– which will give also give you a little sneak peek at some other things to come. Which reminds me I should update it soon! *adds to towering to-do list*

4.) For the romance readers, or those who love Sci-fi but shy from the romance, what is your definition of Sweet Romance as it relates to Keir? 
Although the romance is an important part of the story, it doesn’t dominate it. Sweet for me means it’s intense but my characters aren’t spending all their time getting it on with lots of explicit scenes.  

5.) You recently had a short story published, Terms & Conditions Apply, can you tells us more about it and does it relate to Keir and Quin’s Universe at all? 
I wrote Terms & Conditions Apply for a sub call by Misa Buckley that sadly never came to pass, but she gave me permission to use the premise. It’s a hot scifi romance short, totally unrelated to the Keir and Quin Universe. In a way it’s a tragedy, yet it does have a HEA, even if a controversial one. Writing it was a personal challenge – to do something far spicier, and away from the comfort zone of my own created Universe!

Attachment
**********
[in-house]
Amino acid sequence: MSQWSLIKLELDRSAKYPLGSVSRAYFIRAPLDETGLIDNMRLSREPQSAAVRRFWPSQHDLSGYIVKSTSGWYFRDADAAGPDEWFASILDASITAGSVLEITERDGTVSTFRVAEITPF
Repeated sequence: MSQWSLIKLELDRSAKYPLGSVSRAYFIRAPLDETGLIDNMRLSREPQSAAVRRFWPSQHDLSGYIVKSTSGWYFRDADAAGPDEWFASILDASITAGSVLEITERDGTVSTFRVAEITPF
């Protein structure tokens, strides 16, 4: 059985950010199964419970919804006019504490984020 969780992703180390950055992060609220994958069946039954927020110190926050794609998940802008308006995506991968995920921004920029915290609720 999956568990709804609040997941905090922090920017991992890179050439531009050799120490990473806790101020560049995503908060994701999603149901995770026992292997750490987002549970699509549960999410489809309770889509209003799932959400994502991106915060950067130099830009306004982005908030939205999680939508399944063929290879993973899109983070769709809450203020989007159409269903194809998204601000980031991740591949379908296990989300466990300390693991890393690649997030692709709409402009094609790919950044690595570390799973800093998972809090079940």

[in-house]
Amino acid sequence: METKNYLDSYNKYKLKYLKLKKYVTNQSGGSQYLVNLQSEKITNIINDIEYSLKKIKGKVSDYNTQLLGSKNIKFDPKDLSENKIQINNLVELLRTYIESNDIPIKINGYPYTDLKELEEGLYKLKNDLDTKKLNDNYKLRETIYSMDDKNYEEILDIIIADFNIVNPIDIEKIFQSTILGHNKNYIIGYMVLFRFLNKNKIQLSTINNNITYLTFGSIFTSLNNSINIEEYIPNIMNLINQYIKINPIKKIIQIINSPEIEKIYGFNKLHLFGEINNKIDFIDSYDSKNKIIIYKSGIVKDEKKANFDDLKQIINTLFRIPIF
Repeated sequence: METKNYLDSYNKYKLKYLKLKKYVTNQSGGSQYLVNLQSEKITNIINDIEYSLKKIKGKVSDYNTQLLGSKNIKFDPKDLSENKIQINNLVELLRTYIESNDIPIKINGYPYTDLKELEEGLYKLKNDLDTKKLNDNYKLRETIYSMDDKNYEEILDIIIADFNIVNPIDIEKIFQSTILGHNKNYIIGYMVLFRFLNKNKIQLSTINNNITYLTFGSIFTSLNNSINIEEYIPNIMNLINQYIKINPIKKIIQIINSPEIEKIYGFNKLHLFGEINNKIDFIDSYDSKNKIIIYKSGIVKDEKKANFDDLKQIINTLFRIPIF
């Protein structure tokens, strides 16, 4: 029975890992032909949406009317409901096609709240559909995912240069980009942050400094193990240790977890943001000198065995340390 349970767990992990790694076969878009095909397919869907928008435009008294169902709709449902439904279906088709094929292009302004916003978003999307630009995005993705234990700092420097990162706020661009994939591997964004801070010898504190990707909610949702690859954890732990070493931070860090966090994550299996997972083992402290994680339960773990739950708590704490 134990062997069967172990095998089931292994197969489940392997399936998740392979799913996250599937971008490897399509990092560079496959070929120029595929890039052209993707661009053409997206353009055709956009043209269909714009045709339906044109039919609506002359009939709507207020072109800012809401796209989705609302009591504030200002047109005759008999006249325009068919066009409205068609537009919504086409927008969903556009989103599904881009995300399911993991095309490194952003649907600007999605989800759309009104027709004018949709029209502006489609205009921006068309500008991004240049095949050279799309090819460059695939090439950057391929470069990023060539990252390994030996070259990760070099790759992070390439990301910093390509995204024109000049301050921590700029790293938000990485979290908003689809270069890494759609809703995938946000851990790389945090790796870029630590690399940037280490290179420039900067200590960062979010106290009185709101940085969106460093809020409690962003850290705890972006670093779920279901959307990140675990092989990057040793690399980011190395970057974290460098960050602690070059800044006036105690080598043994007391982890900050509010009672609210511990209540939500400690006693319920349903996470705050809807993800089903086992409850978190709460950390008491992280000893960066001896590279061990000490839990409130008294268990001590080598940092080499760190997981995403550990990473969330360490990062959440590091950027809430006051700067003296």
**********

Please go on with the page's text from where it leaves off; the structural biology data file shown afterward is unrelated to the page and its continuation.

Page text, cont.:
Bonus Question: Will there be a story about Sky and/or Taler?
Wow, that’s spooky! I do have a story about them in progress, though I can’t give you any idea about a completion date right now. I’m planning to do a series of Origin stories for some of my secondary characters as time goes by – the first has just gone to my editor. But Taler and Sky both feature in my upcoming June release Gethyon.